to get it going because of having to learn the pin programming and
electrical theory etc. And I unfortunately do not have the resources at
work currently to follow this line of thinking.

**** I have just received an email from Olivier and they are aware of
the TS2100 issue from a customer of theirs in France. That customer is
shipping them the unit so that Heol can investigate it in action with a
2100 and can maybe come up with a solution.****
--
Respectfully,


Sean Gallagher
Malware Analyst
571-340-3475
Bob Camp
2015-05-15 22:35:31 UTC
Permalink
Hi
Post by Sean Gallagher
Good afternoon everyone,
So as most (all) of you are aware at this point what seems to be like all of the Trimble Ace III GPS receivers have looped around their entire lifespan and are setting the date back to 1995. This is affecting many people with the Datum/Symmetricom TymServe 2100 units. My company had two such units (we had purchased a second one when the +1 second UTC thing happened not realizing it was a firmware v3 and 4 problem) and also a slew of Datum 635/637 PCI cards which use the Trimble Ace III as well.
After some scrounging around on the web I found that a company in France, Heol Design (http://www.heoldesign.com/), had created an Ace III clone. I contacted them for some information and a quote on what sounded the most promising. These were the N014 and N024 units which were quoted to me as 85 euro for the 014 and 90 euro for the 024. I also asked them if they thought their units would correct the date problem and they reached out to Trimble who apparently was not able (or willing?) to provide an answer. Olivier Descoubès with Heol Designs however was willing to work with me for testing purposes and sent me 2 of the N024 units so that I could test and see if they would work as true drop in replacements. I have attached the data sheets that I received on the units as well for your viewing. I'm not as technical as most of you so maybe you'll see something that I don't get that you can work with.
The units came in yesterday after COB and so this morning was the moment of truth. Short answer to everything is they don't seem to work. I hooked it in to both of my 2100's first the older Datum branded one then the newer Symmetricom brand (although they look physically to be the exact same underlying board) really just to try and cover all my bases. I let the first one go for about an hour and the second for only half an hour since I was already thinking this was a bust. While it was hooked up though I telnetted in and went into the GPS menu. It gave me my Lat/Long position and the satellites command was able to show me that I had plenty of coverage, but it was unable to give me the time.
After that I hooked it on to one of my 635PCI cards and got one of my backup servers going. I started up the Datum application and it did go into GPS mode which was at first promising. Typically with these cards if there is a problem between the GPS receiver and the Datum card then it will automatically come up in Time Code mode and won't even recognize the GPS. I let it run for about an hour while I ran to lunch and when I came back it had still not put out time.
The units in the 2100 probably have a “timing upgrade” in them. It’s a lot like the uBlox LEA-5 and LEA-5t. The magic “t” enables a few commands. Traditionally, unless you paid the extra money (and did an NDA) you didn’t even find out what those commands were. That’s changed quite a bit over the years. The ACE came out in a very different era. Lots of customization …..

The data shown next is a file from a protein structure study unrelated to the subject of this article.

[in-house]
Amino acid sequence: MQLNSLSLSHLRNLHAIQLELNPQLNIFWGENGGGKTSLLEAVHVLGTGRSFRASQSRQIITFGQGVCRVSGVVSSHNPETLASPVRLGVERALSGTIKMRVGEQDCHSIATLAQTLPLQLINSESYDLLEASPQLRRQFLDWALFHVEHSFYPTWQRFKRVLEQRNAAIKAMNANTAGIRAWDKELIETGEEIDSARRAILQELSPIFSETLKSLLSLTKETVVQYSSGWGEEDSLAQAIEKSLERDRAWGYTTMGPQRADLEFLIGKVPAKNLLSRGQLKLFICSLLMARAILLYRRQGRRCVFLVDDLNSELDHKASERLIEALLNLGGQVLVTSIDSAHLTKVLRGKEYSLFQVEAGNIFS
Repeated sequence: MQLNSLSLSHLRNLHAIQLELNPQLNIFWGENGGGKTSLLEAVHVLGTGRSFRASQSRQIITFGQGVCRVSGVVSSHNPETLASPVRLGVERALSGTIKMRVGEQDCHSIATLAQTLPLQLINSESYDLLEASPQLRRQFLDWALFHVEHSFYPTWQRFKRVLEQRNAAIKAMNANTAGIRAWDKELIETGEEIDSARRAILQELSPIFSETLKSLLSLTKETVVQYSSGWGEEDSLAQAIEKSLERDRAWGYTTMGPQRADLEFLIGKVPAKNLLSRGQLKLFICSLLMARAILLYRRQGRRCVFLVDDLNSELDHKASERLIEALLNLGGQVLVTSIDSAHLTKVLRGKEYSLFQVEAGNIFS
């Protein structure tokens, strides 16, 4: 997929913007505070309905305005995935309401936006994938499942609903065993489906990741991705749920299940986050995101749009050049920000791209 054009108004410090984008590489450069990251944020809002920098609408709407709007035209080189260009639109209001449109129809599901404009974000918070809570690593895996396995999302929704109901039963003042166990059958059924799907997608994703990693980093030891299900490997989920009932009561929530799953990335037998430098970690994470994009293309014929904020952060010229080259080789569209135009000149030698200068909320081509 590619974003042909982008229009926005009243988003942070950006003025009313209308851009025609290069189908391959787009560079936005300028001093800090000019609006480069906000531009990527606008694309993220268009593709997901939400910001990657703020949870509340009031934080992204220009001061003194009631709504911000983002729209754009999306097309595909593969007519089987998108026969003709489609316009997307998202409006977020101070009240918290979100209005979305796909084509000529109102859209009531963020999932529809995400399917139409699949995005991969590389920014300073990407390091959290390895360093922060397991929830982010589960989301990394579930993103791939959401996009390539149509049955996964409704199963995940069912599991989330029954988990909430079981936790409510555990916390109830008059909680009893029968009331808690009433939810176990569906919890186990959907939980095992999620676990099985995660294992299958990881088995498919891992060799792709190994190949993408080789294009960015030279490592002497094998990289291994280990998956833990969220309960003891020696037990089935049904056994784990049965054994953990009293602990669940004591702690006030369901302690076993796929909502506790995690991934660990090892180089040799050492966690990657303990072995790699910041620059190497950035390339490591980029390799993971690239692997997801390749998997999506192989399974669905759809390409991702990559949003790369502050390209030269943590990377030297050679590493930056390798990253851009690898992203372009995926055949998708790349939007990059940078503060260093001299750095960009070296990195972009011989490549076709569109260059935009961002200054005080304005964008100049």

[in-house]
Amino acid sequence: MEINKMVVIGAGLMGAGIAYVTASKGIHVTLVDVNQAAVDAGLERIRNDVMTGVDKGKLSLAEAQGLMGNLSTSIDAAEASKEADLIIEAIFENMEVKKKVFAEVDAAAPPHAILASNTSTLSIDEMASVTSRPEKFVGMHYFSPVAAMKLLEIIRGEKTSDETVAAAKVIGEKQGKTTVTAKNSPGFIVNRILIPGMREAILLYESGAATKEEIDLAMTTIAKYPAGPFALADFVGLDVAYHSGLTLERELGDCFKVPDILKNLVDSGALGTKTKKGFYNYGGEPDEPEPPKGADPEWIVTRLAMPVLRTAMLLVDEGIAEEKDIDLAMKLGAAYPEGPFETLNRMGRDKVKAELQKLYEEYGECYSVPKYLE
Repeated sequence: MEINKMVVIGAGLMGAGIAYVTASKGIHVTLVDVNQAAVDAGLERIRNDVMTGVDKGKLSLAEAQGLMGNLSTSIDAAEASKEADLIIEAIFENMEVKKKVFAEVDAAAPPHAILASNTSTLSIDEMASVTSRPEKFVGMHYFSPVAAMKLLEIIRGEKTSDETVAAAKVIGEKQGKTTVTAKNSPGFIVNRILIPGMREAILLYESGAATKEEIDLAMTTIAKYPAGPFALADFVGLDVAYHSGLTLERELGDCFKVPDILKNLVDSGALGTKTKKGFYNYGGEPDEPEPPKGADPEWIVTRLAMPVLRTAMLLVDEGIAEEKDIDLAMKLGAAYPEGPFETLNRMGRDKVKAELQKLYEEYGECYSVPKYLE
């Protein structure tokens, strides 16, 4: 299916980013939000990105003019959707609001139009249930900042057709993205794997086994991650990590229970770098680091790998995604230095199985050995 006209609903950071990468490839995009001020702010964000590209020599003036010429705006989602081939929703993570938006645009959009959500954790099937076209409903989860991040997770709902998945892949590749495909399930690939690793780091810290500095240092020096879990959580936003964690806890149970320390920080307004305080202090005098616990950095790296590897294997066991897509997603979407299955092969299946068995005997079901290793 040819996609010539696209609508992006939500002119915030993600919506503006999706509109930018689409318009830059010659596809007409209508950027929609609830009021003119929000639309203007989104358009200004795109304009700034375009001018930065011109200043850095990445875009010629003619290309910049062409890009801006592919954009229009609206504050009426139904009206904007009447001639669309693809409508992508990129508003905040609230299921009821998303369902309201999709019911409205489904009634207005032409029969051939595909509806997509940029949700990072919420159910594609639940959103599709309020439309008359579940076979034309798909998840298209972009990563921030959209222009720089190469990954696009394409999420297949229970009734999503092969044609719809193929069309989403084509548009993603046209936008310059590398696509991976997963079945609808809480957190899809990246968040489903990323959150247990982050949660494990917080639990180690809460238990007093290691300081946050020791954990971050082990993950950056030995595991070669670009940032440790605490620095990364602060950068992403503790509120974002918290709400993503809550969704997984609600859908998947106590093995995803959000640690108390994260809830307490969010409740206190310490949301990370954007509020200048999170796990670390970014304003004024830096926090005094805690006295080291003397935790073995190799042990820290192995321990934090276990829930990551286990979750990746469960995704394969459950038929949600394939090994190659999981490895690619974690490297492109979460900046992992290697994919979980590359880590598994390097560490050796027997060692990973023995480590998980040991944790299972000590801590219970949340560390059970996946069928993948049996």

Post by Sean Gallagher
My guess is that these new receivers use the "Extended date" format or whatever it's called that adds more bits on (3? - sorry I can't remember specifics) to correct the rollover and changes it from 15 years to like 157 or something like that. And it seems like this older equipment that a lot of timing solutions use cannot handle this new output and thus can't decode it. Again I'm just a Junior in college so this is all just theory but it's what my gut feeling is.
The newer date format will not do any good until the GPS system is re-built (new sat’s launched) and they start broadcasting the new format. When they do, it will be transparent to most devices like the one you have. The only thing that will “see” the change is a device that looks at raw data blocks directly from the sat’s.
Post by Sean Gallagher
I've also attached pictures of these new units. They are the same size and have the 8 pin stack. There is additionally a 10 pin stack that I had to trim down to get it to fit. Also the antenna connector is an SMB, same as the Ace III, however it is on the other plane of the board. So if you were looking at putting it in a 635PCI card like me I had to use tin snips and cut out a notch on the front plate of it to make it fit.
So it looks like I had to take a page from Mr. Andrew Cooper's book and have set up a rig like his using the two 2100's in unison. I have GPS going into the older one which I have reverted back to it's oldest firmware (2.84 I think) and thus avoided the 1 second problem. This older unit is putting out a 1PPS into the newer one set mode for 1PPS that is on V3.1 of firmware with the time and date manually being set through telnet. Trying to do it at the unit face is not feasible don't try it and I couldn't do this on the 2.84 firmware version for some reason it wouldn't recognize the commands. A colleague of mine seems to think for some reason that I might start getting drift again with this setup. He said that the 1PPS may not be enough to discipline the other 2100 do you guys have any thoughts on that? It doesn't make a lot of sense to me as it's just a pulse